The Silicon Valley Voice

Power To Your Voice

The Guitarist: Richard Hawthorne

Richard Hawthorne of Santa Clara remembers growing up “playing guitar as a kid.” After studying music at the University of Hawaii, Hawthorne – who often calls himself a “brain health expert,” in humorous reference to the positive effects of music on the brain – came to Santa Clara University and received his MBA.

All that time, he was playing the guitar.

“I just loved music,” Hawthorne explained. “I really didn’t want to work for a tech company or something like that.”

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Hawthorne started teaching while in college in Santa Clara at community centers. Students wanted him to teach longer.

“I kind of had a problem,” he recalled. “Where am I going to take these people to teach?”

So, Hawthorne opened The Guitarist in Santa Clara in 1992. Since then, the location has grown to include 17 instructors.

“Our purpose is to help people develop a lifelong love for playing an instrument – both young and old,” said Hawthorne.

Guitar lessons are, unsurprisingly, the most popular services offered.

“Guitar is so popular, so rooted in our music and our culture,” Hawthorne said. “We teach all styles, from Hawaiian, to rock, to blues, to gospel, to classical.”

One recent service that has proven popular at The Guitarist is a workshop where students make their own electric guitar. Having grown up in Hawaii, Hawthorne naturally offers ukulele building classes also, which are very popular with children.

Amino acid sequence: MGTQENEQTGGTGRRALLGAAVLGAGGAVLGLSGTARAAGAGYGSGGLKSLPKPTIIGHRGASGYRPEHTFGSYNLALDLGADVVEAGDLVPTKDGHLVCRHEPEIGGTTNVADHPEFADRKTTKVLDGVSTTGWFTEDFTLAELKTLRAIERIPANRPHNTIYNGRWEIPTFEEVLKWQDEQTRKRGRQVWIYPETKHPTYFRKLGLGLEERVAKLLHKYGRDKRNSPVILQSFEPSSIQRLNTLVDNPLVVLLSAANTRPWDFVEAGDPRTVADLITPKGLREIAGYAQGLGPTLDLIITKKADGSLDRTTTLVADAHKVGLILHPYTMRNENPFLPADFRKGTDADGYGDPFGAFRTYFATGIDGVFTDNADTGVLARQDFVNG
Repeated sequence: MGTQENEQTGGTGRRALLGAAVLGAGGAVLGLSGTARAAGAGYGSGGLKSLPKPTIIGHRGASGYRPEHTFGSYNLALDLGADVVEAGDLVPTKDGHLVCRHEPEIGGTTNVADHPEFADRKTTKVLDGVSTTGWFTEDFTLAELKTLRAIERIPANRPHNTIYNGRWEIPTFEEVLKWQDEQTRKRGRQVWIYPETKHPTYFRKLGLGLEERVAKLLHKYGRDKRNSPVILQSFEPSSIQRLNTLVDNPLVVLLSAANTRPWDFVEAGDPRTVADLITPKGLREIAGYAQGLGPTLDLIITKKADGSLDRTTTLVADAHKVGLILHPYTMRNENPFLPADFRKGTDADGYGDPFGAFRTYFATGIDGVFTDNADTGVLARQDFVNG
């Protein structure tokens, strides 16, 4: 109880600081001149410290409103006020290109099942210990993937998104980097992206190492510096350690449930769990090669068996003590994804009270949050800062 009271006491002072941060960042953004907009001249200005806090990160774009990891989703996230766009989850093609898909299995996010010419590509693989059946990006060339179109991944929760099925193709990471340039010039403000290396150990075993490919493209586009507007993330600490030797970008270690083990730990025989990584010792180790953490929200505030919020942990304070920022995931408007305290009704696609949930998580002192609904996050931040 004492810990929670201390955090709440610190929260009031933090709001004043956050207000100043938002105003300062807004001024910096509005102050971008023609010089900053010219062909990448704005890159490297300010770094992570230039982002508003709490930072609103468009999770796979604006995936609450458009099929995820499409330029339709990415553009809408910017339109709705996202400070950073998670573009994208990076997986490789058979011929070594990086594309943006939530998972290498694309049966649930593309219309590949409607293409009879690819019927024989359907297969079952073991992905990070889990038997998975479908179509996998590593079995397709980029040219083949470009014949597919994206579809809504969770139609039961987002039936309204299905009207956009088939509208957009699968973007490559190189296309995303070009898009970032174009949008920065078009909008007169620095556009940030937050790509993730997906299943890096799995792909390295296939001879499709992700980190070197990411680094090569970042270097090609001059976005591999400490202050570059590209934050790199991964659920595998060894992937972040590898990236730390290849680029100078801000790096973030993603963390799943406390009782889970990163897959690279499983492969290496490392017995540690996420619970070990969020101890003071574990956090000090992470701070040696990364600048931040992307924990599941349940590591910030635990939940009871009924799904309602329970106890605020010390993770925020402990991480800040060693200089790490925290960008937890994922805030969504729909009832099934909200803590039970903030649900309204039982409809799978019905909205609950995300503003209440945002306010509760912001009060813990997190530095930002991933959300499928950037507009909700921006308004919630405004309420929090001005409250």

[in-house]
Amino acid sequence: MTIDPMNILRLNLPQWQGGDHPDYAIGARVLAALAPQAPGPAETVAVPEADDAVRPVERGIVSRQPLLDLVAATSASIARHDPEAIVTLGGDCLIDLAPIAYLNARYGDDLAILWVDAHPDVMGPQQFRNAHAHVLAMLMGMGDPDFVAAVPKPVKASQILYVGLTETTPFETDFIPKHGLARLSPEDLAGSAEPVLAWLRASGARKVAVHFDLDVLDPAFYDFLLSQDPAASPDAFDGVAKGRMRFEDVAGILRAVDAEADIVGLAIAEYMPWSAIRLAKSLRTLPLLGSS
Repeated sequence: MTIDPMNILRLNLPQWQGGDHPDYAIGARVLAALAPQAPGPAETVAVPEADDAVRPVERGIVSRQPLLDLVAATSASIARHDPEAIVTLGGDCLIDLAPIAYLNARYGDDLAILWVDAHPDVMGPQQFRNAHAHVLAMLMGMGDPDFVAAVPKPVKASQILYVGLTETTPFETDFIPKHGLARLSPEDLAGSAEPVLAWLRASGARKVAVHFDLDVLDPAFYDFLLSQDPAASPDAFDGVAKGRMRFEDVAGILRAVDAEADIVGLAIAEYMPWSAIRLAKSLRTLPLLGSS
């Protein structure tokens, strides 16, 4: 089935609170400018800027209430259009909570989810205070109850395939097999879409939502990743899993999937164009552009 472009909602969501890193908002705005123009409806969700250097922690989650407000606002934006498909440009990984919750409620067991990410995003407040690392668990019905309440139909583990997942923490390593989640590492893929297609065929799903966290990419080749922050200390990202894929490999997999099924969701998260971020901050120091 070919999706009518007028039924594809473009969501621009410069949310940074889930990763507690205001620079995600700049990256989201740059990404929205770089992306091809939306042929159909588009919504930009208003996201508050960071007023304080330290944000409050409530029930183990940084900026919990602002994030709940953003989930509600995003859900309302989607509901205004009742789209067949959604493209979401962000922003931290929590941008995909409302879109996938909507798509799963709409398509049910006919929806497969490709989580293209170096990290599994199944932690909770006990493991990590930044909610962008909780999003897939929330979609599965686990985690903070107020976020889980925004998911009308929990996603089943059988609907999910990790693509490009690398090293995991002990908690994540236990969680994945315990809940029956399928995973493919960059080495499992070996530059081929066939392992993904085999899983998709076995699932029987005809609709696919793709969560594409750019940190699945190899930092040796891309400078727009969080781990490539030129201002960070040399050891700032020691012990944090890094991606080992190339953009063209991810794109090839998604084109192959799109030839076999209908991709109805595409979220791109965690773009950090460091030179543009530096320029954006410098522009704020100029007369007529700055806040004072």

For those who are uncertain if they need or want instruction, Hawthorne offers wise advice. To the overconfident student, he gives a word of warning.

“If you think you don’t need instruction, you probably really do,” Hawthorne quipped.

“There’s really nothing like being around an experienced guitar player or any artist, whether it’s dance or painting,” he said. “There’s a lot of things you can do with music. You never really can learn it all, and there’s always something new to learn.”

Beginning in the right way is especially important, said Hawthorne. Having an instructor can be particularly helpful to prevent mistakes from becoming habits.

“You’re going to avoid a lot of bad habits,” he explained.

Hawthorne has a habit of asking his students why they wish to play the guitar.

“I’ve always wanted to play guitar” is their most frequent answer. Since it is also the title of a method book Hawthorne has co-written on guitar playing, it is uncertain whether they inspired him, or he inspired them to quote it.

According to Hawthorne, many in the Santa Clara area neglect their love of the arts to focus on their careers.

“They put aside learning music – it wasn’t really encouraged when they were kids,” he explained. “It’s amazing how we come back to these things later in life.”

“It’s not too late to learn,” said Hawthorne, referring to the older demographic who may be hesitant to start something new.

“It’s great to see people experience the joy of learning an instrument,” he added.

According to Hawthorne, learning an instrument is a healthy alternative in a world of cell phones and social media.

“I think today more than ever, people really should consider picking up an instrument and doing something that takes them away from their day-to-day activities on their devices, and do something else,” Hawthorne said. “Because I think it’s really good for our brains.”

“It’s nice to be a part of something that helps people in a much bigger way than just learning how to play a song,” he said. “It’s actually really good for them to do this.”

The Guitarist is located near the intersection of Franklin and Monroe Streets in Santa Clara. For more details, visit the company website at YouCanPlayGuitar.com.

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